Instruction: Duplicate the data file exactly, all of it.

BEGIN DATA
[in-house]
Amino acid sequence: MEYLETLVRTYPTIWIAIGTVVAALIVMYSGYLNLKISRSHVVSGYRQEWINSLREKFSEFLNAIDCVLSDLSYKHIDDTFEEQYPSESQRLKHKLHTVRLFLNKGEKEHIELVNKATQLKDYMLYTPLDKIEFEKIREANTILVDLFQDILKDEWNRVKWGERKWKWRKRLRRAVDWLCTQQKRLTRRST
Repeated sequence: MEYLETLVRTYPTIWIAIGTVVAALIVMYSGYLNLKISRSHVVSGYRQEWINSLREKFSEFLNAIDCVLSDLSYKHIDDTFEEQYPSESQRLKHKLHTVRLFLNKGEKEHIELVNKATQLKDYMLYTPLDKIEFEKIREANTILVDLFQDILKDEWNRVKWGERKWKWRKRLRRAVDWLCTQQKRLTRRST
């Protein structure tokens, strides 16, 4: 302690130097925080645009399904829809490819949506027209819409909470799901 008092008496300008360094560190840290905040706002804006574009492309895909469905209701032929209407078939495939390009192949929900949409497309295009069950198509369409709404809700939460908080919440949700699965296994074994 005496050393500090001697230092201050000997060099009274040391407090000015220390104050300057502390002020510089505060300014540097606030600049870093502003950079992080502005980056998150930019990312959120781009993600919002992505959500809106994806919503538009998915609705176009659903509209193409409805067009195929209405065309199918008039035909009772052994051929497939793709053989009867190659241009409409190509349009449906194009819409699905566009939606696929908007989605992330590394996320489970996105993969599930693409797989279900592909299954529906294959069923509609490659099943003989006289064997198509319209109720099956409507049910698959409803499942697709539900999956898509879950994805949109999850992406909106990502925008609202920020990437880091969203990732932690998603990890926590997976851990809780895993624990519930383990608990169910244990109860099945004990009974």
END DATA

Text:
[in-house]
Amino acid sequence: MEYLETLVRTYPTIWIAIGTVVAALIVMYSGYLNLKISRSHVVSGYRQEWINSLREKFSEFLNAIDCVLSDLSYKHIDDTFEEQYPSESQRLKHKLHTVRLFLNKGEKEHIELVNKATQLKDYMLYTPLDKIEFEKIREANTILVDLFQDILKDEWNRVKWGERKWKWRKRLRRAVDWLCTQQKRLTRRST
Repeated sequence: MEYLETLVRTYPTIWIAIGTVVAALIVMYSGYLNLKISRSHVVSGYRQEWINSLREKFSEFLNAIDCVLSDLSYKHIDDTFEEQYPSESQRLKHKLHTVRLFLNKGEKEHIELVNKATQLKDYMLYTPLDKIEFEKIREANTILVDLFQDILKDEWNRVKWGERKWKWRKRLRRAVDWLCTQQKRLTRRST
């Protein structure tokens, strides 16, 4: 302690130097925080645009399904829809490819949506027209819409909470799901 008092008496300008360094560190840290905040706002804006574009492309895909469905209701032929209407078939495939390009192949929900949409497309295009069950198509369409709404809700939460908080919440949700699965296994074994 005496050393500090001697230092201050000997060099009274040391407090000015220390104050300057502390002020510089505060300014540097606030600049870093502003950079992080502005980056998150930019990312959120781009993600919002992505959500809106994806919503538009998915609705176009659903509209193409409805067009195929209405065309199918008039035909009772052994051929497939793709053989009867190659241009409409190509349009449906194009819409699905566009939606696929908007989605992330590394996320489970996105993969599930693409797989279900592909299954529906294959069923509609490659099943003989006289064997198509319209109720099956409507049910698959409803499942697709539900999956898509879950994805949109999850992406909106990502925008609202920020990437880091969203990732932690998603990890926590997976851990809780895993624990519930383990608990169910244990109860099945004990009974």